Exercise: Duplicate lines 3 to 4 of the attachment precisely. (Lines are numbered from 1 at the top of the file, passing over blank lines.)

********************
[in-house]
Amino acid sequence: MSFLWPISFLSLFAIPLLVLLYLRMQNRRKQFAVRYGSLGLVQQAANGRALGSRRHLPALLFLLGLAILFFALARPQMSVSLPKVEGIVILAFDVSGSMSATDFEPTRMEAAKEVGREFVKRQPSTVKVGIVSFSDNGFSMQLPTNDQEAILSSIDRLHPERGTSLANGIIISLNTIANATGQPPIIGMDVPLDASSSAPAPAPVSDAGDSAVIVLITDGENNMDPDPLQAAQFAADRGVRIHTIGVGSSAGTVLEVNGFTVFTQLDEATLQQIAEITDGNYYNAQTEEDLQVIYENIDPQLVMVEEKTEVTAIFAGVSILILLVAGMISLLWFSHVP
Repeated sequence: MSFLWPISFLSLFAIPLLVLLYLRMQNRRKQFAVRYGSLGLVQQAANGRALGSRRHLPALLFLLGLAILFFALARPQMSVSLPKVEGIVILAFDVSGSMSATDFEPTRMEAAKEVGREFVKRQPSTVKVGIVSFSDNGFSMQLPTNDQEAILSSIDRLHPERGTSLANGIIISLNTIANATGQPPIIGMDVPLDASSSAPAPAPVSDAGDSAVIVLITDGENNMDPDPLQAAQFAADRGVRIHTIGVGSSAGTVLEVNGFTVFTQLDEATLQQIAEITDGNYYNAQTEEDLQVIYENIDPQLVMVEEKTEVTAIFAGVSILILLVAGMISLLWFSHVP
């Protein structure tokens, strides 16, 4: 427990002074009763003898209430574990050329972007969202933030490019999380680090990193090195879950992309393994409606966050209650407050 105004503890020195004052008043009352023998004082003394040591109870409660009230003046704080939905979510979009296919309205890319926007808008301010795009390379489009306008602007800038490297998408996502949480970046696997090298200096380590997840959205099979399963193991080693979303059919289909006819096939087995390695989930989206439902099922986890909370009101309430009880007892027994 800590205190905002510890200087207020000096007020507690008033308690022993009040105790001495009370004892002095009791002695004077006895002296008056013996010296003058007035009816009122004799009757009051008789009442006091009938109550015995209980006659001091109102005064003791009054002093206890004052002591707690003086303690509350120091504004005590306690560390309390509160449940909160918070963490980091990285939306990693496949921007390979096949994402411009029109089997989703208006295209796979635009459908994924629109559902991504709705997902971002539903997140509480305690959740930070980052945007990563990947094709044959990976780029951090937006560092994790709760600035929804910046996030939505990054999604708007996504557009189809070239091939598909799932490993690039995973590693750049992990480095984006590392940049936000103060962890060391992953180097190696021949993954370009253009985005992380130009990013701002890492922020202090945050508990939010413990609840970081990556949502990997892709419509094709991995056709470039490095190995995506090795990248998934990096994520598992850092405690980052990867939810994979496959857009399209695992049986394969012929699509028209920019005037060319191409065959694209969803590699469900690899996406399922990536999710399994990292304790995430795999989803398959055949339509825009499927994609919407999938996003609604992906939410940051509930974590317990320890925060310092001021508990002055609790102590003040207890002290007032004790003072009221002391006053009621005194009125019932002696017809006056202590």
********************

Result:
Repeated sequence: MSFLWPISFLSLFAIPLLVLLYLRMQNRRKQFAVRYGSLGLVQQAANGRALGSRRHLPALLFLLGLAILFFALARPQMSVSLPKVEGIVILAFDVSGSMSATDFEPTRMEAAKEVGREFVKRQPSTVKVGIVSFSDNGFSMQLPTNDQEAILSSIDRLHPERGTSLANGIIISLNTIANATGQPPIIGMDVPLDASSSAPAPAPVSDAGDSAVIVLITDGENNMDPDPLQAAQFAADRGVRIHTIGVGSSAGTVLEVNGFTVFTQLDEATLQQIAEITDGNYYNAQTEEDLQVIYENIDPQLVMVEEKTEVTAIFAGVSILILLVAGMISLLWFSHVP
């Protein structure tokens, strides 16, 4: 427990002074009763003898209430574990050329972007969202933030490019999380680090990193090195879950992309393994409606966050209650407050 105004503890020195004052008043009352023998004082003394040591109870409660009230003046704080939905979510979009296919309205890319926007808008301010795009390379489009306008602007800038490297998408996502949480970046696997090298200096380590997840959205099979399963193991080693979303059919289909006819096939087995390695989930989206439902099922986890909370009101309430009880007892027994 800590205190905002510890200087207020000096007020507690008033308690022993009040105790001495009370004892002095009791002695004077006895002296008056013996010296003058007035009816009122004799009757009051008789009442006091009938109550015995209980006659001091109102005064003791009054002093206890004052002591707690003086303690509350120091504004005590306690560390309390509160449940909160918070963490980091990285939306990693496949921007390979096949994402411009029109089997989703208006295209796979635009459908994924629109559902991504709705997902971002539903997140509480305690959740930070980052945007990563990947094709044959990976780029951090937006560092994790709760600035929804910046996030939505990054999604708007996504557009189809070239091939598909799932490993690039995973590693750049992990480095984006590392940049936000103060962890060391992953180097190696021949993954370009253009985005992380130009990013701002890492922020202090945050508990939010413990609840970081990556949502990997892709419509094709991995056709470039490095190995995506090795990248998934990096994520598992850092405690980052990867939810994979496959857009399209695992049986394969012929699509028209920019005037060319191409065959694209969803590699469900690899996406399922990536999710399994990292304790995430795999989803398959055949339509825009499927994609919407999938996003609604992906939410940051509930974590317990320890925060310092001021508990002055609790102590003040207890002290007032004790003072009221002391006053009621005194009125019932002696017809006056202590």